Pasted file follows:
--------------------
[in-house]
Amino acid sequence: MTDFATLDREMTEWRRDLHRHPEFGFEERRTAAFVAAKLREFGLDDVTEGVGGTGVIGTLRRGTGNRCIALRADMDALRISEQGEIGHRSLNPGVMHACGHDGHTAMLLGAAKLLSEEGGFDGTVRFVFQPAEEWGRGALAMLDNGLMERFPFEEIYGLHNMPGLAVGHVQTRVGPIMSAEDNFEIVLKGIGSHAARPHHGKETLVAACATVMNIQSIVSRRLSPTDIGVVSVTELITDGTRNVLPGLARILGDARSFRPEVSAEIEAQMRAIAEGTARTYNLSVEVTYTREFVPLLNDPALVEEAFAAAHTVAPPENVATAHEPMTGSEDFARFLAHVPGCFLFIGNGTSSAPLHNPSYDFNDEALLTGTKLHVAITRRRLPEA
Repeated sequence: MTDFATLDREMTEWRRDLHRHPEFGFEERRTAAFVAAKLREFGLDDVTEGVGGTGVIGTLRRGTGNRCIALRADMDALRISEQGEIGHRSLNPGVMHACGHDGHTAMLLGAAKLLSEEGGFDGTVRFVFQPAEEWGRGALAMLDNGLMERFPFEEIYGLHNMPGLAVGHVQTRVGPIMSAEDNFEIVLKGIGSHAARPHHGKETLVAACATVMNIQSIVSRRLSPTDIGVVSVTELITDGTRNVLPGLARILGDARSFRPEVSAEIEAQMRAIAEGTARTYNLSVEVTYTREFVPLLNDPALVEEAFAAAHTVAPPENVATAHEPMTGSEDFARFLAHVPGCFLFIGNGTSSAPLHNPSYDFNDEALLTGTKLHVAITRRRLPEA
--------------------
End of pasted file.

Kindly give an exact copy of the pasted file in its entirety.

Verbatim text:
[in-house]
Amino acid sequence: MTDFATLDREMTEWRRDLHRHPEFGFEERRTAAFVAAKLREFGLDDVTEGVGGTGVIGTLRRGTGNRCIALRADMDALRISEQGEIGHRSLNPGVMHACGHDGHTAMLLGAAKLLSEEGGFDGTVRFVFQPAEEWGRGALAMLDNGLMERFPFEEIYGLHNMPGLAVGHVQTRVGPIMSAEDNFEIVLKGIGSHAARPHHGKETLVAACATVMNIQSIVSRRLSPTDIGVVSVTELITDGTRNVLPGLARILGDARSFRPEVSAEIEAQMRAIAEGTARTYNLSVEVTYTREFVPLLNDPALVEEAFAAAHTVAPPENVATAHEPMTGSEDFARFLAHVPGCFLFIGNGTSSAPLHNPSYDFNDEALLTGTKLHVAITRRRLPEA
Repeated sequence: MTDFATLDREMTEWRRDLHRHPEFGFEERRTAAFVAAKLREFGLDDVTEGVGGTGVIGTLRRGTGNRCIALRADMDALRISEQGEIGHRSLNPGVMHACGHDGHTAMLLGAAKLLSEEGGFDGTVRFVFQPAEEWGRGALAMLDNGLMERFPFEEIYGLHNMPGLAVGHVQTRVGPIMSAEDNFEIVLKGIGSHAARPHHGKETLVAACATVMNIQSIVSRRLSPTDIGVVSVTELITDGTRNVLPGLARILGDARSFRPEVSAEIEAQMRAIAEGTARTYNLSVEVTYTREFVPLLNDPALVEEAFAAAHTVAPPENVATAHEPMTGSEDFARFLAHVPGCFLFIGNGTSSAPLHNPSYDFNDEALLTGTKLHVAITRRRLPEA